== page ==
Pushing Yourself

Justin - Bedford, New York
Entered on April 30, 2009
Age Group: Under 18
Themes: integrity
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What happens when you do something new? What happens when you don’t fit in? A few things. Number one is that a mean group of kids might torture you saying stuff like, “You’re such a loser!” It makes you feel really bad. But it shouldn’t stop you from doing what you love. I believe in integrity. Everyone should stick to their beliefs. Everyone should do what they want to do. No matter what someone says, no matter what someone does, just be yourself.

In 3rd grade, I started playing little league baseball. I enjoyed it, but when the 6th grade season came, I had to make a decision. Did I want to play baseball, or not? I got frustrated when I didn’t have much time to give an answer. My brain felt as big as a gorilla. I got a headache. Eventually, I came to a decision. My mom was waiting. I said, “I don’t want to play.” At that point, I realized baseball wasn’t my thing. Well, playing it wasn’t. But I still do like watching the MLB on TV and umpiring little league. My dad then called. He got a bit angry. We got over it, though. On the bright side, I started playing golf in 3rd or 4th grade. I think I’m sticking with this sport. It’s almost too late to turn back now, now that I’m in 7th grade. At my age, kids usually stick to one or two sports and get really good at them. For me, it isn’t baseball. But whether the sport you play is baseball or football, golf or soccer, hockey or tennis, lacrosse or track, or anything else, just do it. And it’s not just about sports, it’s about everything. Do what you want to do. Stick to your beliefs.

When the spring of 6th grade came, I heard the kids asking “Are you playing baseball?” I knew it was coming. Spring at last. I smelt it. Sweat. It was that time of year. Anyway, when they asked me, I said, “No. I play golf now.” In this case, the mean kid trying to be rude would say, “That is so lame.” When your best friend comes up to you, he’d say, “That’s cool.” Usually, best friends are people you trust. They support you. But how do you know if they mean what they’re saying. Usually by their attitude or facial expressions. I learned a trick about lying a long time ago. If someone is talking to you and rolls or flicks his/her eyes to the right, they’re lying. The bad thing about telling about this is that you will never be able to lie to that person again, unless they forget. But anyway, you can also tell if someone is lying if you know them well. For example, if someone hates hockey and says that it is his/her favorite sport, you know something’s up.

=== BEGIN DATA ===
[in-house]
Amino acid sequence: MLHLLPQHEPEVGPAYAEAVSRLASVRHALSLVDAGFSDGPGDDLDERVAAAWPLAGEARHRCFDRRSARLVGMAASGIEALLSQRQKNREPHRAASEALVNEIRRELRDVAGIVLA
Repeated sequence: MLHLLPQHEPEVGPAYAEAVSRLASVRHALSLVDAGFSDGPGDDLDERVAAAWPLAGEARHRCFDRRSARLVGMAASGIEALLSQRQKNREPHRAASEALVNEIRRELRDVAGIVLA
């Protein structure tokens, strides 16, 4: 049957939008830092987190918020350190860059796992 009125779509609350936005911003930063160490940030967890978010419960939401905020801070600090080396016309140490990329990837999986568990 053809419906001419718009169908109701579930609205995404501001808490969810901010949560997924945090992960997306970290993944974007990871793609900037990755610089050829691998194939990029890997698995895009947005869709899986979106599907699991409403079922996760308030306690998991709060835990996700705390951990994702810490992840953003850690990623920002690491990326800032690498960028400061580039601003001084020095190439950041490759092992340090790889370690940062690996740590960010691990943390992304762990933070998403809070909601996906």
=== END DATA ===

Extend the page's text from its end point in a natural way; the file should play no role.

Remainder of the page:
I believe in integrity. Everyone should do what they want. A lot of people are really competitive with baseball. I’m not. I don’t even play. I really don’t care anymore. I play golf. That is a sport that fewer kids like. I am one of them. Another thing is that doing something different makes you unique. The world would be boring if everyone was the same. You know what I mean, right? Do you want to look at a world that everyone is the same? You’d get bored of it!

The lesson I’m trying to teach is being yourself. Don’t listen to the kids that don’t like you. Just ignore them. They’re trying to annoy you. Everyone is unique. Everyone is different. There are groups of people by similarities. There are also differences. People are different in many ways. You really don’t notice most of the differences. There are more differences that you can’t see than you can. That is why the world is unique. Siblings are similar, but friends are different. You don’t always need to fit in. Sometimes I fit in, and sometimes I don’t. Sometimes I don’t even notice when I fit in or I don’t. If bad things happen every day and you can’t take it, that’s another story. Otherwise, be yourself. Be yourself, change yourself, exaggerate yourself, and be integrative to yourself. I believe in integrity. And you should believe in it, too.